Generally speaking, there are two types of arthritis:

With osteoarthritis, joint effusion primarily affects the knee and is most commonly associated with extensive joint damage. With autoimmune arthritis, joint effusion may be associated with either chronic inflammation or the acute flare-ups (known as attacks or exacerbation).

Attacks are especially common with gout, an autoimmune disorder characterized by the accumulation of uric acid crystals in the joint space (mostly the big toe). The appearance of gout symptoms is often so rapid and severe that joint effusion is a natural consequence.

Diagnosis

The diagnosis of a joint effusion may involve a physical exam, imaging tests, and the lab evaluation of joint fluids. In addition, the doctor will review your medical history, current health, and co-occurring symptoms to arrive at a diagnosis.

Physical Examination

The physical exam, in which the doctor will touch (palpate) and manipulate the joint, can reveal a lot about the underlying cause of the condition. For example:

  • With arthritis, the lubricating tissue between the joints, called the synovium, will feel boggy. Moreover, with the exception of gout, the swelling will be gradual rather than swift.
  • Joint infections tend to develop rapidly and cause excessive pain and redness.
  • Acute swelling accompanied by the inability to bear weight may suggest a torn ligament or fracture of the knee.

Imaging Tests

Following the physical exam, imaging tests may be ordered to determine the exact cause of the effusion. Each test has its benefits and limitations:

  • Ultrasonography uses sound waves to visualize bone and connective tissues. It can be used to confirm arthritis or the inflammation of tendons or ligaments. While non-invasive and portable, an ultrasound is less able to visualize soft tissues.
  • X-rays and computed tomography (CT), both of which expose you to ionizing radiation, are best suited for diagnosing and characterizing bone fractures and arthritis.
  • Magnetic resonance imaging (MRI), which utilizes magnetic fields and radio waves, are able to visualize soft tissue, cartilage, and joint structures that the other tests can't. On the downside, the procedure can be costly and will sometime involve the use of intravenous contrast agent.

Joint Fluid Analysis

In the course of diagnosing your condition, your doctor may want to drain (aspirate) fluid from the joint space, known as synovial fluid, to help alleviate pressure and pain. The procedure, referred to arthrocentesis, may also be used to obtain a fluid sample for evaluation in the lab.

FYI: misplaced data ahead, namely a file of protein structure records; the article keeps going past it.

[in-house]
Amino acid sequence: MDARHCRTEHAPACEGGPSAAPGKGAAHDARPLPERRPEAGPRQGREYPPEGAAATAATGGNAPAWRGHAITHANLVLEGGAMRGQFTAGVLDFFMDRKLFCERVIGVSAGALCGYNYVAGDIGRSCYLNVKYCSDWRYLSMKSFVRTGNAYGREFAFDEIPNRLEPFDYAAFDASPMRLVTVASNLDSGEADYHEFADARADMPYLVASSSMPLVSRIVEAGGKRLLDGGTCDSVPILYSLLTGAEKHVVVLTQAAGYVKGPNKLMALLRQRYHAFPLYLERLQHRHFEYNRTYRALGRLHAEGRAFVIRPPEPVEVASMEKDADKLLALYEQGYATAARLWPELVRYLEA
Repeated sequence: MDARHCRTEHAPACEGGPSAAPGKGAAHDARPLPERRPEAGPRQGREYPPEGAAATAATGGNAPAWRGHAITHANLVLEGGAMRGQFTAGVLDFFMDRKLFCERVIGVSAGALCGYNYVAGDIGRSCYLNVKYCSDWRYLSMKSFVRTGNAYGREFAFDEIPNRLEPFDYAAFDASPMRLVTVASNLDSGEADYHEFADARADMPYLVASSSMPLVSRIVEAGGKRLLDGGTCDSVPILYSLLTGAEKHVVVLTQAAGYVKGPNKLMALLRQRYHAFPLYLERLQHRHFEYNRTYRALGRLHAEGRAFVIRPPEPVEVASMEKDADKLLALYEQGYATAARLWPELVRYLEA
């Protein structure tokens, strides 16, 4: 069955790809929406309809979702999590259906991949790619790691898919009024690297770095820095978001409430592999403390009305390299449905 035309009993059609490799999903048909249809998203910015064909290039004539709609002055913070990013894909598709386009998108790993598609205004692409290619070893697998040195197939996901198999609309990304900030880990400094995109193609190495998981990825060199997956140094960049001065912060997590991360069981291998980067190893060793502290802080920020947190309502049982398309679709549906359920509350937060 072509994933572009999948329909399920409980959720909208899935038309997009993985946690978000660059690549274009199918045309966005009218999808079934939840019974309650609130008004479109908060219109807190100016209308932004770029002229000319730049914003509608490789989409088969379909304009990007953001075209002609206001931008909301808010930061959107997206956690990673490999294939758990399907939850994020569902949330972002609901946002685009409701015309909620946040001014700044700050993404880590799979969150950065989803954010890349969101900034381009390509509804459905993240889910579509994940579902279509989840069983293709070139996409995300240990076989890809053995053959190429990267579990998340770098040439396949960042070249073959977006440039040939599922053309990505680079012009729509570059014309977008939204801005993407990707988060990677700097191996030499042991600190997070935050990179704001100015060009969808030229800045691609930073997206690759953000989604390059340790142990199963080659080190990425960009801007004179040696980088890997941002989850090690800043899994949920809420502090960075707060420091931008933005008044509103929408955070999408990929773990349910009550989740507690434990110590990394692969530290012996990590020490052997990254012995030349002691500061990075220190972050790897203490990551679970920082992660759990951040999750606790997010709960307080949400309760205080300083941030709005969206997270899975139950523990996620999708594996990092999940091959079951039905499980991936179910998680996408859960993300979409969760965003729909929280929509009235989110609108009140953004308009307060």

Synovial fluid will usually be clear and have the viscosity of an egg white. Any changes in its appearance, texture, and cellular composition can provide clues as to the underlying cause. For example:

  • Cloudy fluid may suggest rheumatoid arthritis due to inflammatory increases in white blood cells (generally over 10,000 per cubic millimeters).
  • Yellow-green fluid may suggest an infection, particularly if the white blood cell count (WBC) is greater than 20,000 per cubic millimeter. Traces of pus may also be seen.
  • Golden fluid is commonly associated with gout. Microscopic examination may also reveal needle-like uric acid crystals.
  • Bloody or pink fluid is the classic sign of a joint injury.
  • Clear fluid is typically seen with osteoarthritis since it doesn't involve any inflammation. The WBC will usually be below 2,000.

If an infection is suspected, the lab may also perform a culture to grow and isolate the offending bacteria or fungus.

Treatment

Whatever the underlying cause, the standard treatment of a joint effusion includes rest, ice application, immobilization, and a nonsteroidal anti-inflammatory drug (NSAID) like Advil (ibuprofen) or Aleve (naproxen).

In some cases, arthrocentesis may be used therapeutically if the swelling is especially severe. This may be followed by an intra-articular corticosteroid injection to quickly reduce pain and inflammation, particularly if there is a severe injury or arthritic joint damage.

Infections can usually be treated with a 14-day course of a broad-spectrum oral antibiotic such as ciprofloxacin. Other more serious types, like those caused by systemic gonorrhea or methicillin-resistant Staphylococcus aureus (MRSA), may require between a two- and four-week course of intravenous antibiotics.

Steps may also be taken to better control rheumatoid arthritis and other forms of autoimmune arthritis. This may involve the use of immune suppressive drugs, like methotrexate and Humira (adalimumab), aimed at tempering the abnormal immune response.

Arthroplasty (joint surgery) is reserved for serious joint injuries or to repair joints immobilized by arthritis. Severe cases may require joint replacement.

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View Article Sources